Our current time zone: GMT +8 (We're home in Singapore!)

Saturday, August 22, 2009

In Search Of Care Bears & Condors

No, not really. But if you were as high as we were, you would be expecting to see a Care Bear or 2 hopping around in the clouds, or at least catch a glimpse of the rainbow arches on their little cloud-mobiles.

Before arriving in Otavalo, we had heard and read so much about the good hiking in the Andean slopes and were looking forward to covering a couple of simple treks. At Rincon del Viajero (the guesthouse we stayed at), we signed up for the Laguna Mojanda trek along with 2 other couples from France.

Actually, the full name of the trek was "Lagunas de Mojanda y Fuya Fuya Climb". Somehow, the second half of the title didn't register in our minds and we set off on a drizzly morning expecting to do some light walking around the lake. We got a bit worried when the French came down dressed for some serious hiking, complete with gloves, hats and trekking poles.

We, on the other hand, were wearing our swimwear under our clothes. We weren't expecting to swim in the lake. We had simply run out of clean underwear! We had been spending 1-2 nights at each rest-stop enroute from Bogota to Otavalo, so we didn't have any opportunity to wash our clothes for a week and have them dry in time for the next bus ride. We felt really silly wearing swimmers to hike in the hills! But (dirty) beggars cannot be choosers.

Too lazy to run back upstairs and dig through our luggage for our hats and gloves, we convinced ourselves that we would do fine in the pleasant weather and that our bodies would warm up once we started walking. So off we went... in the back of the truck!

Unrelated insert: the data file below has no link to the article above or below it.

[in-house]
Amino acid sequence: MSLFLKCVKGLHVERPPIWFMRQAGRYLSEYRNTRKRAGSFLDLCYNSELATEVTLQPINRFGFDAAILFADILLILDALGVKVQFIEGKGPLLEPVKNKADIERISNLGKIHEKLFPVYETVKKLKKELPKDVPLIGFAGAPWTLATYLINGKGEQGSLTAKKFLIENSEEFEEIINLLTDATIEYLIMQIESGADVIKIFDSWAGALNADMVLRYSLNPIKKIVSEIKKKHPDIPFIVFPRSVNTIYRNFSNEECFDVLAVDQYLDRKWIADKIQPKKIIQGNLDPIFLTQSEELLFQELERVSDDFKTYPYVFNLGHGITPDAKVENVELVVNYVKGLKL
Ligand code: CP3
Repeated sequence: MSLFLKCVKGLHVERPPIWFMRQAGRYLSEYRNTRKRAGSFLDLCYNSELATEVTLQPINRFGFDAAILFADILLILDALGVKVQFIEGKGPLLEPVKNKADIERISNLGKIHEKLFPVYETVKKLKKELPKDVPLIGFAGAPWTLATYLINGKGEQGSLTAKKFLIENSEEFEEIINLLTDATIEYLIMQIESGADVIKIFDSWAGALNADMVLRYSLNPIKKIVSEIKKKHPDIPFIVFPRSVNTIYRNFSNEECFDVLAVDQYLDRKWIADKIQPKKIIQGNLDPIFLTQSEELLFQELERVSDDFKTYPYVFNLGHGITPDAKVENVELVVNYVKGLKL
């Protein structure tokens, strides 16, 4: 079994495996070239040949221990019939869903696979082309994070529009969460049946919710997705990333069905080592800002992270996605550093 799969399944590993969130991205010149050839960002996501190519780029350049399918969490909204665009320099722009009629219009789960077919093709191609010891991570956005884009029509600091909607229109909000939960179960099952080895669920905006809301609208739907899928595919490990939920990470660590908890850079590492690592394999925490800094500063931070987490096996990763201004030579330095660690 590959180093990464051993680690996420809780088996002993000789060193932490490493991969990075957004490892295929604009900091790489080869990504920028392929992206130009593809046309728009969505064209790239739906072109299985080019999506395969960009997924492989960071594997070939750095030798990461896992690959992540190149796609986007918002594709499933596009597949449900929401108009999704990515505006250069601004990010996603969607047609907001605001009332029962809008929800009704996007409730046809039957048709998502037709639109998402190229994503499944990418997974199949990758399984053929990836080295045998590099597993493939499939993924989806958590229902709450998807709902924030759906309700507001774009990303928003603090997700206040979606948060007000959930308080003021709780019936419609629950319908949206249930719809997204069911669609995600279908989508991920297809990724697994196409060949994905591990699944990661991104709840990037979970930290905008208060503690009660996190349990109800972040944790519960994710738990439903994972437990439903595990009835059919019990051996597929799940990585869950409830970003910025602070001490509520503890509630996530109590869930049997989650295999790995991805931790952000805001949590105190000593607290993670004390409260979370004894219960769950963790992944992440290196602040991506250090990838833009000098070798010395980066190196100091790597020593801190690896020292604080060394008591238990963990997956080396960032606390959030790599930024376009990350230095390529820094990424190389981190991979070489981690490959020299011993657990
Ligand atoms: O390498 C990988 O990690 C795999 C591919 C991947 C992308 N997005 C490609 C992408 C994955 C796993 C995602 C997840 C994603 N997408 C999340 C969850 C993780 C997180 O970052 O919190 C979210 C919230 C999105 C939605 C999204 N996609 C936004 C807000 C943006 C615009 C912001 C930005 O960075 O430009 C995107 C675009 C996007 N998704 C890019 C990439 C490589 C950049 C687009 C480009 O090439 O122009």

The rickety ride was as good as any Osim massage chair! (See the poles next to Dan? Well, not ours.)

The Lagunas de Mojanda lie 17km south of Otavalo in a protected high paramo (grasslands) area. When we arrived at the lakeside, Dennis, our guide and owner of the guesthouse, briefed us on the 2km climb to one of the twin peaks on Fuya Fuya.

Yes, a climb up the mountain. True, 2km doesn't sound too bad. But Otavalo is at an elevation of 2,560m, and we were heading for the mountain peaks - one of which was 4,266m and the other... even higher. Our tropical born-at-sea-level hearts were ill-equipped for the 2-hour climb (back home, our bodies are only good for going to the beach, the pool, the cinema and for eating ice-cream!) Every step we took seemed like a climb in itself already. Thankfully, Dennis had come prepared on behalf of his unprepared guests and lent us walking sticks and a pair of (too big) gloves, which kept falling off my hands but prevented my digits from freezing nevertheless.

Nooo, we were not going to just walk around this lake and take scenic pictures! Oh noooo.

The trek started off fairly easy, the slopes gradual, the paths well-marked and the ground, firm. Everyone else moved really quickly ahead. I lagged behind the rest, stopping to snap photos and hopping from foot to foot to dodge the "beef patties" left behind by grazing cattle.

Through the tall grasses we went. The tip of that black knob in the photo was our destination.